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I am trying to make a 2D platform game using OpenGl and glut with C++. You can move your player around with the left and right arrow keys and jump with space. I have all the platforms loaded into the game through a text file and printed to the screen. This all works really good. The problem I am having is with the camera. When the right arrow key is pressed I have the players x position to increase. The problem is that when this happens I can not get the actual camera to move as well. This makes me think that instead of moving the player, I should use glTranslatef to translate all the platforms to the left. This seems a bit odd to me and I am just wondering if this is how it should be done. So I guess the final question is, should I translate the entire scene or move the player?

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3 Answers 3

Move the camera to follow the player by glTranslateing in the opposite direction as the player.

You should think of the camera like an in game object similar to the player and other movable items and the level as a static object with a fixed position. This makes placing in-game items and other things much easier.

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actually when you "move the camera" in OpenGL, since there is actually no camera, what is done internally, is exactly that, moving everything on the scene in the oposite direction.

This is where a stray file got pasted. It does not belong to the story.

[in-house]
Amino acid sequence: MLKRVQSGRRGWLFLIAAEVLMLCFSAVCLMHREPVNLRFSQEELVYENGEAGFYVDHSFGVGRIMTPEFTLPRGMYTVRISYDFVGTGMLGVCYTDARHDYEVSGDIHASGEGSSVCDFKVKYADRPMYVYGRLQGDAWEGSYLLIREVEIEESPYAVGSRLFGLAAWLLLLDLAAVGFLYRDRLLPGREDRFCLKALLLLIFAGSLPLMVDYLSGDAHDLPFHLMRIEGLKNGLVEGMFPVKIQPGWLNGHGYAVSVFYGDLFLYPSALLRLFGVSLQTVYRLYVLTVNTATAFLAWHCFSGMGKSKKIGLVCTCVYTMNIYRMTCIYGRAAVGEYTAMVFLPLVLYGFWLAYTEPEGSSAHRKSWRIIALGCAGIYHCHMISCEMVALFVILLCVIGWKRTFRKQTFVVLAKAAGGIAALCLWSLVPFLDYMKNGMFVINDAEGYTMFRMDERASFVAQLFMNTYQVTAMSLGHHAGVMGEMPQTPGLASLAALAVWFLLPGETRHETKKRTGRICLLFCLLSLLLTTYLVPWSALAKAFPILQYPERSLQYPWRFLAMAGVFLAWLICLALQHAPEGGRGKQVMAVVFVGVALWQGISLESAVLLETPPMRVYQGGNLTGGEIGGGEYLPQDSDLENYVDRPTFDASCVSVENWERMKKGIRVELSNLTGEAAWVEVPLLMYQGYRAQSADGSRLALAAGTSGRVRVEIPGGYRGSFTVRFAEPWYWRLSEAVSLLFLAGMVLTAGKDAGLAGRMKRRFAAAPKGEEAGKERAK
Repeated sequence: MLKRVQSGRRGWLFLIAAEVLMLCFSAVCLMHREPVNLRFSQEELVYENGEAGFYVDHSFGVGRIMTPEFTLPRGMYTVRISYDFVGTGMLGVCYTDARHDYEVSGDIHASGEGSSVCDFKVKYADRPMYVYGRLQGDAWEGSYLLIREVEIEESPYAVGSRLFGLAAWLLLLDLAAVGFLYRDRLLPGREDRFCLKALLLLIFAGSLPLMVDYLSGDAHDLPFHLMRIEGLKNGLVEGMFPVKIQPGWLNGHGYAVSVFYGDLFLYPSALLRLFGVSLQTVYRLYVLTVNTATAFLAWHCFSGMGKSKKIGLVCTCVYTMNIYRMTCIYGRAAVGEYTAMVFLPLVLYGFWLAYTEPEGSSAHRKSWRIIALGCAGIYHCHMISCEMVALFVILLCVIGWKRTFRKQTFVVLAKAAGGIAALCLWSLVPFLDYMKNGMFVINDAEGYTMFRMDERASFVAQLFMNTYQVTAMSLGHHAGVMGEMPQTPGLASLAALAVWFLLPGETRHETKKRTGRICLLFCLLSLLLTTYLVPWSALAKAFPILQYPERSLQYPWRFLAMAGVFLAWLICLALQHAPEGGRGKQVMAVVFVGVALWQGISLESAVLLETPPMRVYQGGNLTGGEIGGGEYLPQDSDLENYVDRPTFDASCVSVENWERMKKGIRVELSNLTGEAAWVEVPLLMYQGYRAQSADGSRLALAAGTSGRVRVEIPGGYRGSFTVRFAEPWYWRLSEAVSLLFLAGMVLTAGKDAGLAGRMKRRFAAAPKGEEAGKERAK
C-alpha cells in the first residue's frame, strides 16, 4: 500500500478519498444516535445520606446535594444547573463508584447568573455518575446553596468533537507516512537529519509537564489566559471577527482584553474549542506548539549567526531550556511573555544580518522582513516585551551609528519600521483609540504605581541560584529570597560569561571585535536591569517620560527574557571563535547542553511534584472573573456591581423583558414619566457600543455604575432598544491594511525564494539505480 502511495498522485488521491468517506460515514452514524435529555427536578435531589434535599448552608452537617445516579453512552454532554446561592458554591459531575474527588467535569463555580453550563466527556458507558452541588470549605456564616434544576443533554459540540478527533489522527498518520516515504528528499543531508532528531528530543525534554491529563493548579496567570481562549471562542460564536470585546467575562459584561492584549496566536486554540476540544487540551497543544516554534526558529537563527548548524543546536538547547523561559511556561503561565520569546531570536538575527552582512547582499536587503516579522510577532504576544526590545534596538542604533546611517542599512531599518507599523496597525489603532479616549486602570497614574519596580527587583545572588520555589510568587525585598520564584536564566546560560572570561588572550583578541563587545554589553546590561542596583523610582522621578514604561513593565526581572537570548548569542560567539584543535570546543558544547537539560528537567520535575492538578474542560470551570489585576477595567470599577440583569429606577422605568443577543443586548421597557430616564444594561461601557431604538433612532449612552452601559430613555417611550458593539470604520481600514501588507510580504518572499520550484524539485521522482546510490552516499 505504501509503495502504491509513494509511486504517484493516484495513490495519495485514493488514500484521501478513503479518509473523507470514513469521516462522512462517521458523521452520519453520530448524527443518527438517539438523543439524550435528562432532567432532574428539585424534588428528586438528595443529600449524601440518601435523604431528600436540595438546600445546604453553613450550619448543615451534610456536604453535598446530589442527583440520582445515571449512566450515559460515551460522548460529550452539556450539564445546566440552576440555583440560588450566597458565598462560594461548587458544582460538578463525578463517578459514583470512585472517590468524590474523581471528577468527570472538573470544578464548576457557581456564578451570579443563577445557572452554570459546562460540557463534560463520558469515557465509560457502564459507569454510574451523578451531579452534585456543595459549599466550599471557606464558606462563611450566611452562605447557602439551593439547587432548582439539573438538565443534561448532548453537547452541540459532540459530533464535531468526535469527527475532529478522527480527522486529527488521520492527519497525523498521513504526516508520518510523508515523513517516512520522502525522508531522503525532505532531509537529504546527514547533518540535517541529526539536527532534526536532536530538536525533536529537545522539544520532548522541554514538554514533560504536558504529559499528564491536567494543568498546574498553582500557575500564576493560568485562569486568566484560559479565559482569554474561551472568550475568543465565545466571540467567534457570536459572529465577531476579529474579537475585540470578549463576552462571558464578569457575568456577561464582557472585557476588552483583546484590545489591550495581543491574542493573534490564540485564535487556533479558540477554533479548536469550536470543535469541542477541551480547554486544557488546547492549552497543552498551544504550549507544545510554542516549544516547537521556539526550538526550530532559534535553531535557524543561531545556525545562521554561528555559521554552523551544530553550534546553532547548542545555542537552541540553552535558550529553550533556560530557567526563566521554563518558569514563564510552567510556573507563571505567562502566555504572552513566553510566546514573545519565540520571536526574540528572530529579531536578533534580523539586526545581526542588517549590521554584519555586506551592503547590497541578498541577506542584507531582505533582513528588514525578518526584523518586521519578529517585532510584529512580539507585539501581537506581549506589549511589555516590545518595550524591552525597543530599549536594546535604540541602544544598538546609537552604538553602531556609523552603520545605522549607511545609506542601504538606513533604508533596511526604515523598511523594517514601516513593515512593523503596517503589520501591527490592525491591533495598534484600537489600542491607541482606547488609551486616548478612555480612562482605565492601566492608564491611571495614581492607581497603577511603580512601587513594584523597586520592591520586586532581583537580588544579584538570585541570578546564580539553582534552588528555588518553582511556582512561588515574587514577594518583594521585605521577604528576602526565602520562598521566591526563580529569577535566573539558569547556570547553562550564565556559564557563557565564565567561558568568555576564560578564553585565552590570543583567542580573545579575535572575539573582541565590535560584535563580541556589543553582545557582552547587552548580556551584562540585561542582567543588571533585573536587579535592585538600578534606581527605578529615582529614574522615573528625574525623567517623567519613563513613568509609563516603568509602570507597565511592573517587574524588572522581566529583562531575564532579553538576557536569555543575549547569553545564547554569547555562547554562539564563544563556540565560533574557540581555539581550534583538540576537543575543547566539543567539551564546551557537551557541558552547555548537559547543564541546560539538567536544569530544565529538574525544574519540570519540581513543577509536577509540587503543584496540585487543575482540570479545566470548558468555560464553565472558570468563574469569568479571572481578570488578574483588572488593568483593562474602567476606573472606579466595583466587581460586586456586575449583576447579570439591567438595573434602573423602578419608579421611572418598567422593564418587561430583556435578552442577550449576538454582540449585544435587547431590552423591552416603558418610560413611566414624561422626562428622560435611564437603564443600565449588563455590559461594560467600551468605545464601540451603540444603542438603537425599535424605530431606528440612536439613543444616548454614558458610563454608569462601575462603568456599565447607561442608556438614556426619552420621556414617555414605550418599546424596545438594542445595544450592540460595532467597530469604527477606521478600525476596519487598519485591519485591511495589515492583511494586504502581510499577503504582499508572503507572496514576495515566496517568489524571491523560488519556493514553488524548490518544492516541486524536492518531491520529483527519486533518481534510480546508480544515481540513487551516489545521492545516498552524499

As for the solution, if you're using glut, you can use

gluLookAt(x,  y,  z,
          ex, ey, ez,
          0,  1,  0)

where (x, y, z) is the coordinate where you want the camera to be, (ex, ey, ez) is the direction vector that you want the camera to look into (in reference to (x, y, z) coordinates) and (0, 1, 0) is the up vector. This function does all the matrix transformations necessary. More info here

If you're not using glut, but only raw OpenGL, the same link also explains the equivalent opengl calls you have to use to achieve exactly the same effect as gluLookAt

So when you want to move the camera (only right and left probably, since it's a platform game) you only have to change the x value

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so if I want the camera to just look straight ahead I would go, gluLookAt(0,0,0,0,0,1,0,1,0)? – Jake Runzer Jul 2 '12 at 22:48
exactly (assuming "straight ahead" in your case means in the Z axis direction) however, pay attention to view frustum limits. If you don't know about it, it basically means objects immediately in front of the camera (i.e. at coords (0, 0, 0.1)) can't be drawn). So it's usually a better option to move the camera a few units back for example: gluLookAt(0, 0, -5, 0, 0, 1, 0, 1, 0) (adjust the -5 by experimenting) and then you can begin to draw at the origin, which simplifies your work – Naps62 Jul 2 '12 at 22:56
objects immediately in front of the camera (i.e. at coords (0, 0, 0.1)) can't be drawn While true for perspective projection, this isn't true for orthographic projection. With an orthographic matrix depending on parameters you can see things parallel with the eye or even behind it. +1 for otherwise correct answer. – Tim Jul 3 '12 at 2:38
true, forgot about ortho projections (haven't really used them much). thanks for the correction – Naps62 Jul 3 '12 at 10:33

I got this working using the following..

gl.Translatef((1280/2)-float32((player.Body.Position().X)), 0, 0.0)

//Rest of drawing Code Code


This is using OpenGL + Chipmunk Physics (in GoLang but should apply as these are just c-bindings). 1280 in this case is screen Width.

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